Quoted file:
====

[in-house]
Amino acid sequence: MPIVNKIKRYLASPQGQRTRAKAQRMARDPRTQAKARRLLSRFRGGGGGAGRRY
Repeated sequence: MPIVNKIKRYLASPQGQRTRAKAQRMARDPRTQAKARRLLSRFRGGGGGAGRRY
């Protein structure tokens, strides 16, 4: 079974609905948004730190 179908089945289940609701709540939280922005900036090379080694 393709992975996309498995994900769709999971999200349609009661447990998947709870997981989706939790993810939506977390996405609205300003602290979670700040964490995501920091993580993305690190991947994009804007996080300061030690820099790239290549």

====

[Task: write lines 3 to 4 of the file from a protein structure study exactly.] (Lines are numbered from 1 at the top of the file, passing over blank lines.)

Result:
Repeated sequence: MPIVNKIKRYLASPQGQRTRAKAQRMARDPRTQAKARRLLSRFRGGGGGAGRRY
């Protein structure tokens, strides 16, 4: 079974609905948004730190 179908089945289940609701709540939280922005900036090379080694 393709992975996309498995994900769709999971999200349609009661447990998947709870997981989706939790993810939506977390996405609205300003602290979670700040964490995501920091993580993305690190991947994009804007996080300061030690820099790239290549």